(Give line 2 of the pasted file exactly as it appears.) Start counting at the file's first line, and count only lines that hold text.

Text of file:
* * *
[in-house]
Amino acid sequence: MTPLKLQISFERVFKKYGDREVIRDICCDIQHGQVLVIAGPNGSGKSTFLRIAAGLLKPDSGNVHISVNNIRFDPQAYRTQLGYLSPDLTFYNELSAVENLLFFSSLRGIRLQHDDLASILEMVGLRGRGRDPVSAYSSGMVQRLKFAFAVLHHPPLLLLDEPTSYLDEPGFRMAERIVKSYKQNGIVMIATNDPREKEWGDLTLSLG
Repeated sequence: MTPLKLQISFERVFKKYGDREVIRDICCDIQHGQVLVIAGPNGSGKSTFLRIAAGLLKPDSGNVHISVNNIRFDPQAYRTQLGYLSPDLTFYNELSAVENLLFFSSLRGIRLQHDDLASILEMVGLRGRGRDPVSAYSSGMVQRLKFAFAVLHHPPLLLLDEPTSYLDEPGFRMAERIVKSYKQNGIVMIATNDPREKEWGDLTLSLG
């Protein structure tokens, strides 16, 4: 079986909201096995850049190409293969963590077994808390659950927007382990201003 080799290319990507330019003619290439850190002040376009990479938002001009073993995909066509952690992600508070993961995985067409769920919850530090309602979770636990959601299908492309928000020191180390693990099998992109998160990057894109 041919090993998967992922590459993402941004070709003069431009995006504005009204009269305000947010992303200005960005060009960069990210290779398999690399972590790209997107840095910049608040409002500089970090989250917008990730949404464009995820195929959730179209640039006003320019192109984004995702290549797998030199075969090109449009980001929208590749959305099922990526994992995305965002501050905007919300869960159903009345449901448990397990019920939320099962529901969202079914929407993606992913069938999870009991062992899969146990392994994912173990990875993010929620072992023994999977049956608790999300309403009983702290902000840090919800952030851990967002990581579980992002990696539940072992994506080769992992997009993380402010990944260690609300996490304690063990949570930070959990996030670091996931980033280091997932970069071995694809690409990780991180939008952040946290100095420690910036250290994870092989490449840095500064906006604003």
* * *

Amino acid sequence: MTPLKLQISFERVFKKYGDREVIRDICCDIQHGQVLVIAGPNGSGKSTFLRIAAGLLKPDSGNVHISVNNIRFDPQAYRTQLGYLSPDLTFYNELSAVENLLFFSSLRGIRLQHDDLASILEMVGLRGRGRDPVSAYSSGMVQRLKFAFAVLHHPPLLLLDEPTSYLDEPGFRMAERIVKSYKQNGIVMIATNDPREKEWGDLTLSLG